Child activism has recently come under attack.
Greta Thunberg in particular has polarised audiences, attracting not only overwhelming support, but also aggressive right-wing attacks mocking her Asperger’s syndrome or comparing her to Aryan child figures in Nazi propaganda. Critics on the left have mostly avoided personal attacks, focusing their ire on the perceived “elitism” of the teen’s environmental activism and warning that the extensive media attention has turned her into a manufactured attraction.
The polarisation is not down so much to political divide. Rather, the split in opinion is due to our deep-seated belief that childhood is an age of innocence and being dependent on adults, a time that aligns with the private, not the public and political sphere. Before the 1800s few adults held this view: it only gained acceptance with the rise of the middle-class in the nineteenth century.
Liberal governments came about in parallel with the industrialisation of Europe and the US in the nineteenth century. But the liberal order, which held that values like freedom, individuality and equality were universal human rights, was also founded on the gendered division of private and public spaces.
Men, who were guaranteed individual freedom and equality, controlled the public and political space, while women and children, who were envisioned as “natural” subordinates, belonged in the private sphere.
Therefore, children staging street protests have signalled, for both supporters and critics, a world turned upside down. To delegitimise children’s protests and put youth back in their “natural” subordinate place, right-wing US commentators wondered if “Greta needs a spanking or a psychological intervention”, while conservative UK ministers accused young people of being “truants,” and former prime minister Theresa May complained about their “wasting lesson time.”
Critical reactions to Greta Thunberg’s activism also signals another cause of anxiety. The nineteenth-century notion of private childhood gathered momentum after the Second World War, when emerging theories of totalitarianism associated both Nazism and Communism with the destruction of private life and the mobilisation of youth in “totalitarian” regimes, making the family seem the only bulwark against collective regimentation.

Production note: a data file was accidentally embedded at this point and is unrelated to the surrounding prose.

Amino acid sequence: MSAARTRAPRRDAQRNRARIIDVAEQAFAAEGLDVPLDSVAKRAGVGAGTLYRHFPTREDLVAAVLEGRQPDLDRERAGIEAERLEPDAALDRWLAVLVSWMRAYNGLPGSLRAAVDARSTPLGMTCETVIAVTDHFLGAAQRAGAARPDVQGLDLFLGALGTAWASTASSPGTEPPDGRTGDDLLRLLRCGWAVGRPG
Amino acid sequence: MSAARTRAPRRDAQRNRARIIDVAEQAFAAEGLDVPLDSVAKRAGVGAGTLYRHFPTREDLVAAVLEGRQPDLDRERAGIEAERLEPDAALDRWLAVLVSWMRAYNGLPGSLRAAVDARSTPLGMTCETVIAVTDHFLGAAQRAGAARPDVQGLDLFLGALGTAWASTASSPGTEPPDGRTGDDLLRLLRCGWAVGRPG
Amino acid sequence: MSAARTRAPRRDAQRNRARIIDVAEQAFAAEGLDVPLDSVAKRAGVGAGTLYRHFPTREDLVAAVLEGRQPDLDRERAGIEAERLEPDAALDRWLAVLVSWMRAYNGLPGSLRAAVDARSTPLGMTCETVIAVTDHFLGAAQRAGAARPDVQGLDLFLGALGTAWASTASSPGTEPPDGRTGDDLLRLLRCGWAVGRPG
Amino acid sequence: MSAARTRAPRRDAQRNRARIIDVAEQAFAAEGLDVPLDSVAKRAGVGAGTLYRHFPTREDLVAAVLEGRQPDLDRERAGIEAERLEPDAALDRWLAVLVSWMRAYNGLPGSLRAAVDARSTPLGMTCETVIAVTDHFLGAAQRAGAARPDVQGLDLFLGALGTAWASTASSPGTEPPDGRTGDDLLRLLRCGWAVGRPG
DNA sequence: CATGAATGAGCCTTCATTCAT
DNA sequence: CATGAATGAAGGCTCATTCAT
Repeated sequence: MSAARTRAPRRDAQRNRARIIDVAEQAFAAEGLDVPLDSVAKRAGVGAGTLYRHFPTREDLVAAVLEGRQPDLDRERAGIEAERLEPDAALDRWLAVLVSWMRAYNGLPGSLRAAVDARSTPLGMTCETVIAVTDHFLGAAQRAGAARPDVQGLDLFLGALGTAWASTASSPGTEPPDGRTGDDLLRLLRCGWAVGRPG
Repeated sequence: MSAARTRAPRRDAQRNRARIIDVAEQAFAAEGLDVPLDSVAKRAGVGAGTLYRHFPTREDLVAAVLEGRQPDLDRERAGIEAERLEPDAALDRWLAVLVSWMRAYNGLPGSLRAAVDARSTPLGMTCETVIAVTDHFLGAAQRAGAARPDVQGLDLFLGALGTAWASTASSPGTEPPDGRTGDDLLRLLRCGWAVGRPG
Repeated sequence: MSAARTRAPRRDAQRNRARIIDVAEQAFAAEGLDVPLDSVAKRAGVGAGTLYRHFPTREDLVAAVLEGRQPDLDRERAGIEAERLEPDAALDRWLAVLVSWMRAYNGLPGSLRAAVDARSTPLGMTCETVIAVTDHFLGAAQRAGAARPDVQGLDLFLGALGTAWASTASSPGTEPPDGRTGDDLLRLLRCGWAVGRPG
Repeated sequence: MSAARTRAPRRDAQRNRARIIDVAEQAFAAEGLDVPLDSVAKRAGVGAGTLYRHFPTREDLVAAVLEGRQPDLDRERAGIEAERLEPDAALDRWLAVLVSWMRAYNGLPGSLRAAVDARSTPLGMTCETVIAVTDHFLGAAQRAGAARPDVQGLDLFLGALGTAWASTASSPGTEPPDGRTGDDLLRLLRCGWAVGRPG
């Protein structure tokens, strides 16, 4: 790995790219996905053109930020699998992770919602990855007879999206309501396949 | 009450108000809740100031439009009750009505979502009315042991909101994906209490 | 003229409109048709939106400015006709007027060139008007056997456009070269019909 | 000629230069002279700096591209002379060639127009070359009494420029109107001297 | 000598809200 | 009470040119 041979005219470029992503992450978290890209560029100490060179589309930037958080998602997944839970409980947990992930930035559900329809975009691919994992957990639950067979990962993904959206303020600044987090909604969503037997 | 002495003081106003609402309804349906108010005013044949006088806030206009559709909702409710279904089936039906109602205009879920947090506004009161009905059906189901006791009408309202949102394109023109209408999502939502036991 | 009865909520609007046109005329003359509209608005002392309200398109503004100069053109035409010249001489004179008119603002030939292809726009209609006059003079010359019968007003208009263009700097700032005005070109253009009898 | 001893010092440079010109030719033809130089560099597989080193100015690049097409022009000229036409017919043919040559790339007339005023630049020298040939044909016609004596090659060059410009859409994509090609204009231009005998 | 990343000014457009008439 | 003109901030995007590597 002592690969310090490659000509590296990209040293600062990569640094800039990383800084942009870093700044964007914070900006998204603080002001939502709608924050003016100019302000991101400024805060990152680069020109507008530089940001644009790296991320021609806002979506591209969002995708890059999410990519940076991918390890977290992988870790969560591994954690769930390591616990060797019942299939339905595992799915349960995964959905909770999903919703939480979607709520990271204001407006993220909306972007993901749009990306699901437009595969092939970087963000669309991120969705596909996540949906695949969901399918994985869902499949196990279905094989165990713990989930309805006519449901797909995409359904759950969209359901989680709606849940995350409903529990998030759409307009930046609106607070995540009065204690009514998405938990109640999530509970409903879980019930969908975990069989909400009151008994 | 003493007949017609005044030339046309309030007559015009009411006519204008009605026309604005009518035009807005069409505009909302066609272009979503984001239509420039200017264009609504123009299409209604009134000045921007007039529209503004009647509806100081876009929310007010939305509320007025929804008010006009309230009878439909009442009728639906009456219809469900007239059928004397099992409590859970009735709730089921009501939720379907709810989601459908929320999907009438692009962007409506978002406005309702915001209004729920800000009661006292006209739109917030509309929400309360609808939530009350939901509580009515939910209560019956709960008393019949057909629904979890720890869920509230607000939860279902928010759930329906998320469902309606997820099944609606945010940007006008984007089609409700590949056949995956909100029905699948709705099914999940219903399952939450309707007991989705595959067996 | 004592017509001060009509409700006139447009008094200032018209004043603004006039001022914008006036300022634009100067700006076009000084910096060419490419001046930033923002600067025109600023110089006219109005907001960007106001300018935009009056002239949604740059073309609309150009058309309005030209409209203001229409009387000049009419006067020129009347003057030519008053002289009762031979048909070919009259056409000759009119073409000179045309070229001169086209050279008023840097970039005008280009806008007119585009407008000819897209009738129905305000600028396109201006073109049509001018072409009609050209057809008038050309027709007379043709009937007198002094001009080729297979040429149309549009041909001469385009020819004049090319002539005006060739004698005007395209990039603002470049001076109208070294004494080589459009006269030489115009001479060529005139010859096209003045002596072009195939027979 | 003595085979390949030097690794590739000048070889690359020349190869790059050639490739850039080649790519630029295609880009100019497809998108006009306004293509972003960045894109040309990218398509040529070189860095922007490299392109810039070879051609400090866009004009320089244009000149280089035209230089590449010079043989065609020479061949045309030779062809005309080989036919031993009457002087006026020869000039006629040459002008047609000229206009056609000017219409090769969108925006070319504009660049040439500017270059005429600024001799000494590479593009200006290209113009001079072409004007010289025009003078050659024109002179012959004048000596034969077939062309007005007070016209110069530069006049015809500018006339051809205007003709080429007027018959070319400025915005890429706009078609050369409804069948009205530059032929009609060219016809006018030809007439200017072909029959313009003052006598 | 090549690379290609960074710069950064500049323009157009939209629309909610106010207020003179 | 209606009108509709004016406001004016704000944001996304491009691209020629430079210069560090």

For some critics, the brazen use of childhood as a political pawn in the recent youth protests raises the spectre of collective regimentation and youthful manipulation. Right-wing conspiracy theorists, for example, claimed the teenager was funded by liberal American philanthropist George Soros, or that she was co-opted by left-wing movements like Antifa. Similarly, left-wing critics warned that Thunberg would be used by neoliberal states and corporations as a symbol to rebrand their practices and products as environmentally friendly, i.e. politicians posing with her in photos, to legitimise some of their policies.
And yet Greta Thunberg’s or Malala Yousafzai’s acts of teen autonomy and precocious engagement in politics are neither “unnatural” nor unprecedented in contemporary history. In the US, child textile workers joined Mary Harris “Mother” Jones on a three-week march against child labour in 1903 and African-American children marched for equal rights in Alabama in 1963. The 1989 revolutions in Eastern Europe were similarly driven by youthful actors.
Like the child activists of the recent or distant past, Greta Thunberg has turned her youth into a political weapon, inadvertently exploiting a longstanding association of youth with redemption and renewal, an association that dates back to the French Revolution.
It is precisely because of their presumed innocence that youth seem to rise above the level of politics as usual, corrupted by ideological struggles and financial interests, to assume the symbolic power of change and transformation in popular imagination. The rapid growth of Greta Thunberg’s followers, who have risen to over 6 million in the Fridays For Future strikes in September 2019, and the 250,000 people that participated in the climate protest she led in New York in September 2019, testify to the power of child activism. Even young US Republicans (under 45) seem to be listening to the message, expressing concerns over climate change in a recent CBS News poll.
We should welcome the kind of child activism that transforms youth symbolism into meaningful action. Child and teen protests for climate action taking place simultaneously around the world made visible the intergenerational injustice that traverses the social and economic injustice of climate change. Because it is the young generations and poor countries, with the lowest emissions of carbon dioxide in the Global South, that suffer the worst consequences of climate change. It is only fair that their voices are also heard.
Dr Diana Georgescu is a lecturer in Transnational Southeast European Studies at UCL
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